Cross Selling in a Digital World
Take a look at these banking facts below and you’d conclude that successful cross selling was the key to profits in the banking industry. And you’d be right.
Cross-sell moves the needle
According to research by Bain published on this website by Gerard du Toit and Maureen Burns, U.S. banks acquired new customers at a paltry rate of just 3.6% over the past year, but some 41% of customers opened a new banking product over the past year, and half of those people bought from their primary bank. Cross sell is also significantly cheaper than new customer acquisition. It’s easy to see that success in cross-sell is the prize everyone ought to aspire for.
That prize isn’t small either. Research published by Brad Strothkamp of Forrester Research shows that increasing the average number of products owned by a customer from 3 to 5 doubles the profitability of the financial institution. Beyond five, the profitability grows even faster.
Further, the more products a customer owns, the more she is likely to come back to you for her next product and stay longer with you. The rich truly get richer!
Some things in life are for the asking. You don’t get them because you don’t ask.
Here is a quote from the Bain article that shook my world and ought to shake yours too: “About one-third of banking products in the U.S, are sold, not bought. Customers did not plan to buy a particular product, but they received an offer and then decided to get it.”
At Micronotes, we develop and run interview marketing campaigns for a variety of banking products and we frequently see some amazing conversion numbers for these campaigns, but this fact from Bain made us realize the opportunity is even bigger than we realized.
If you could efficiently sell 33% more products to your average customer because you bothered to ask about their needs and propose relevant products, how much bigger could your top and bottom lines be?
Why aren’t you cross-selling?
Despite how important cross selling is, banks and credit unions are not doing enough of it because the landscape of digital banking is changing so rapidly (with a big emphasis on mobile), leaving cross sell to play catch-up.
The real opportunity in moving customers to self-service on the online channels is using that time to serve the higher value function of cross-sell.
In the words of Gerard Du Toit and Beth Johnson, “Branches will not disappear, but their role must shift from high-cost processing of routine transactions to guidance, sales and high-value servicing, often through lighter, but sturdier formats.”
The cross sell engine of yesteryear was the insightful and friendly teller who frequently conversed with customers about their upcoming financial needs.
In the brave new world where branch visits are dwindling rapidly, we have no replacement – not even a close substitute.
Banks and credit unions have borrowed banner ads and email marketing from the broader Internet but they have disappointed us. Direct mail has not yielded better results either. Despite the sheepish absurdity of using direct mail to address online banking users, many financial institutions continue to use this mailbox-to-trashbox channel with unsatisfying results.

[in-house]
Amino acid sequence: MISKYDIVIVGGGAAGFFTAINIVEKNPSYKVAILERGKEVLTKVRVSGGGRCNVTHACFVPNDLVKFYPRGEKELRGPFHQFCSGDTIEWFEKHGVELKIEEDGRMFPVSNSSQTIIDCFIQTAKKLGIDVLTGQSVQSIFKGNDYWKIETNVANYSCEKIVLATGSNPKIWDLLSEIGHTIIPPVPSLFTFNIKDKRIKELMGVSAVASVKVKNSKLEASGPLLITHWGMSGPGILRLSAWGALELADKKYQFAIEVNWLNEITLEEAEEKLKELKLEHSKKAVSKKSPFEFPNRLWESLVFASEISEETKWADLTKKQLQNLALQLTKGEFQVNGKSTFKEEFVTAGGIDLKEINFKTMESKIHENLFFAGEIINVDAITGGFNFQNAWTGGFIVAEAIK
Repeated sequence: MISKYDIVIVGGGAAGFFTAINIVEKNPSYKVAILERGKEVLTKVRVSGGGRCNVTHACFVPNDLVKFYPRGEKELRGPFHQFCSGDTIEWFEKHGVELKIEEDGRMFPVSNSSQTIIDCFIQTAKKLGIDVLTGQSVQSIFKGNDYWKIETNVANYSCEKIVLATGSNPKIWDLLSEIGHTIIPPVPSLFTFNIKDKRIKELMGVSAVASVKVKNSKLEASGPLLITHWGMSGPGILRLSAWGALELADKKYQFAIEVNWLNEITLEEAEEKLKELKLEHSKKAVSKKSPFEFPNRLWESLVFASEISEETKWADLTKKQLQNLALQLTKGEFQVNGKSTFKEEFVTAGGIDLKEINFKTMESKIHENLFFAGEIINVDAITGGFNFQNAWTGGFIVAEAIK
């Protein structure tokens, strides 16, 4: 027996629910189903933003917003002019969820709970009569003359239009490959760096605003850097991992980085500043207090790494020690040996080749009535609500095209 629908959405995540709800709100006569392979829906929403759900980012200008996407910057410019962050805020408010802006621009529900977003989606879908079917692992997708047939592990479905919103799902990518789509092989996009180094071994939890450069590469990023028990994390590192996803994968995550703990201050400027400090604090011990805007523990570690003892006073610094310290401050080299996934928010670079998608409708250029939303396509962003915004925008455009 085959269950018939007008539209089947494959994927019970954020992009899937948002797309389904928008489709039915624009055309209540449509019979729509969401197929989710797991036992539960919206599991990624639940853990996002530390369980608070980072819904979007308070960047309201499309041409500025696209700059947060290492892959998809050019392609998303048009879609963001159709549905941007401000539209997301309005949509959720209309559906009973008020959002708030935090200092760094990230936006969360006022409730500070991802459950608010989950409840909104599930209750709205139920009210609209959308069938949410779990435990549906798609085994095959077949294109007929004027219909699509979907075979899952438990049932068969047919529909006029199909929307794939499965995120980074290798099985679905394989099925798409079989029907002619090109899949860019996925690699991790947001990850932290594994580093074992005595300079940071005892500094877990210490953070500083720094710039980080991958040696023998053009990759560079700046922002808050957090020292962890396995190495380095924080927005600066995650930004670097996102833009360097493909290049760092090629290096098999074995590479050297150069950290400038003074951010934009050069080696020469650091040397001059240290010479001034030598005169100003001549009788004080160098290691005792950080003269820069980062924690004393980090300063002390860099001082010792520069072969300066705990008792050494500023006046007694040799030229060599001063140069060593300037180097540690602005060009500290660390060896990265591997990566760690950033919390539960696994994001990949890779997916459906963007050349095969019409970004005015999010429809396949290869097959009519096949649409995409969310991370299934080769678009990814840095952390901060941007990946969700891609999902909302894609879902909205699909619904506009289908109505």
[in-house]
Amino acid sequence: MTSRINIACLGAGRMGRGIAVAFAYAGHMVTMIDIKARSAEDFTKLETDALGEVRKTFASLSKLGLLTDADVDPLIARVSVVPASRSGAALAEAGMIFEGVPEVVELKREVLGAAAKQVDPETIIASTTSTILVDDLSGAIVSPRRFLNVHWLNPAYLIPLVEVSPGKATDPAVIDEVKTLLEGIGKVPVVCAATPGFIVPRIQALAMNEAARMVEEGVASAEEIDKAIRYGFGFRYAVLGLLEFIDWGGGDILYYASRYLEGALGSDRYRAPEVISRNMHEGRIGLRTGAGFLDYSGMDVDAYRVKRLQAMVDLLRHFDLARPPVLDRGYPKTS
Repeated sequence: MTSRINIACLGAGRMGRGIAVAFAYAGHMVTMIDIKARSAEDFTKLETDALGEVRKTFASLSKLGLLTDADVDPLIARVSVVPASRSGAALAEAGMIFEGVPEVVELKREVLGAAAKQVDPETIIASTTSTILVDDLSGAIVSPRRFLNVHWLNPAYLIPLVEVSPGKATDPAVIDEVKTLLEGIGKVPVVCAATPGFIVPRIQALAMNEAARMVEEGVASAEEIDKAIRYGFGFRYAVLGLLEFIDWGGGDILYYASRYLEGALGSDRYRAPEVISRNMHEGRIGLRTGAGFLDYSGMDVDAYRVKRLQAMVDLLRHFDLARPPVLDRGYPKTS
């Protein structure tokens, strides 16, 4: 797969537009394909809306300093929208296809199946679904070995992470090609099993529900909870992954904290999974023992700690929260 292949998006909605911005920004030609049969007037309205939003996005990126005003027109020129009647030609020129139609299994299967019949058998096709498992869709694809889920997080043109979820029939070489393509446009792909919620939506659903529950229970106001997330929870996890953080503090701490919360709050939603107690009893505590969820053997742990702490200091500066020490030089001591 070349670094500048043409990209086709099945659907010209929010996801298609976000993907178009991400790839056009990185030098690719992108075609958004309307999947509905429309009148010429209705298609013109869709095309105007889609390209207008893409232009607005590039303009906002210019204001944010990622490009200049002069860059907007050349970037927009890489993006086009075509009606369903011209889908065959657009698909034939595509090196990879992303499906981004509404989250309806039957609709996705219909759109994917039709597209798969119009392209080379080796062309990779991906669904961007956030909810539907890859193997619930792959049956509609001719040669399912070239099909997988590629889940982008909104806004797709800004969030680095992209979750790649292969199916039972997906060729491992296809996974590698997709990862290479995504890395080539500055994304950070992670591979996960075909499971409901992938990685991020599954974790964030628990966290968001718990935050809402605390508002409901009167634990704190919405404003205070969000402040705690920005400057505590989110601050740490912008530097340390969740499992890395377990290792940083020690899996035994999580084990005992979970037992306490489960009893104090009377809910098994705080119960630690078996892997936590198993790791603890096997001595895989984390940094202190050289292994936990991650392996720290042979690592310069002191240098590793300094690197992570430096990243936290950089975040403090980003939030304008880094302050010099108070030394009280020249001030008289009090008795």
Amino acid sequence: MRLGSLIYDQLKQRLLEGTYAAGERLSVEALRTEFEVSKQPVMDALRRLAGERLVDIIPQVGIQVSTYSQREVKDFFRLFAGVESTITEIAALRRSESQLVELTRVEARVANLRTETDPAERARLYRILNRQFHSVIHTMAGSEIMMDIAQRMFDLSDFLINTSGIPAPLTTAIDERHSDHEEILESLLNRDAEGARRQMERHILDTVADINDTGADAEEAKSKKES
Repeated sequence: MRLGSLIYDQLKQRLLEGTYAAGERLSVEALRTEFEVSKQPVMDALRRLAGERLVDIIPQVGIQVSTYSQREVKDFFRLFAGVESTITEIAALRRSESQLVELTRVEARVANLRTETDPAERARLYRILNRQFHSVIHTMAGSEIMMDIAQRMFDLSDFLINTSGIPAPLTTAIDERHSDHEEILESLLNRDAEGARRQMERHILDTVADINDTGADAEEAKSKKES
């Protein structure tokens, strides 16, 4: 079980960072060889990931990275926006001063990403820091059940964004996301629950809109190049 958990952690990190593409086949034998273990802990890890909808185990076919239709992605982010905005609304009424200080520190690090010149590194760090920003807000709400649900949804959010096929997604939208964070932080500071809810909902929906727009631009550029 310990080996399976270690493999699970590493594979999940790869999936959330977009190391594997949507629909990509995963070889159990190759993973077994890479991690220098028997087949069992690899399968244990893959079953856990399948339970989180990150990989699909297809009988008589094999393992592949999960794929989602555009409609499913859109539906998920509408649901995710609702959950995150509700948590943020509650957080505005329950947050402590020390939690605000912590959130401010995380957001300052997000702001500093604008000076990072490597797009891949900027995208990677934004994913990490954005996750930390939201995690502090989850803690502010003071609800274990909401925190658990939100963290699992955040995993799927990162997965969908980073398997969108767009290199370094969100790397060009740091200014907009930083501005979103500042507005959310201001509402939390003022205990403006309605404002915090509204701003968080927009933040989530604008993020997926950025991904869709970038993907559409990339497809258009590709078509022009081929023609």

We have realized that these marketing mechanisms which are good for sneakers, energy bars and cable TV don’t make the cut for selling complex, high consideration products like mortgages and auto loans.
Let’s talk about it
Banking needs a cross sell mechanism that engages customers to understand their needs before making them an offer. Banks and credit unions need the ability to have conversations at scale on digital banking channels. Generated leads need to be qualified and serviced in a way that makes careful use of scarce human resources.
Adding new channels without a strategy for how to cross-sell on that channel is counterproductive. Banks and credit unions need to revise their strategy to put the cross selling horse before the digital banking cart.
Banking needs a cross sell strategy that makes a distinction between products best sold through self-service channels (overdraft protection, e-statements) and those that need more hand holding (mortgages, auto loans) from a call center or a branch. Banking is inherently an industry that has sold using conversations and we need a digital channel to continue doing what works.
Service doesn’t always lead to sales
As Paul Hyde and Ashish Jain of Booz and Co. write in their 2013 Retail Banking Industry Perspective, “Since the financial crisis, many banks have tried to improve customer service at the branch level to restore confidence, boost loyalty, and lower attrition. This is an understandable impulse, but it hasn’t worked; service does not lead to sales. Instead, banks must balance their investments in service with tangible improvements in frontline sales.”
Sell online and sell it right
The phrase frontline sales used to mean in-branch sales.
It does not anymore.
Starting the sales process in the digital channel and directing the user to the appropriate venue (self-service, call center or branch) after understanding their needs and preferences is the way of the future in banking.
Designing a cross sell strategy that investigates customer needs and a implementing a product suite that meets the specialized needs of the banking industry may sound like business as usual but it may just be the magic pill to halt the tide of anemic growth and low margins that plague our industry.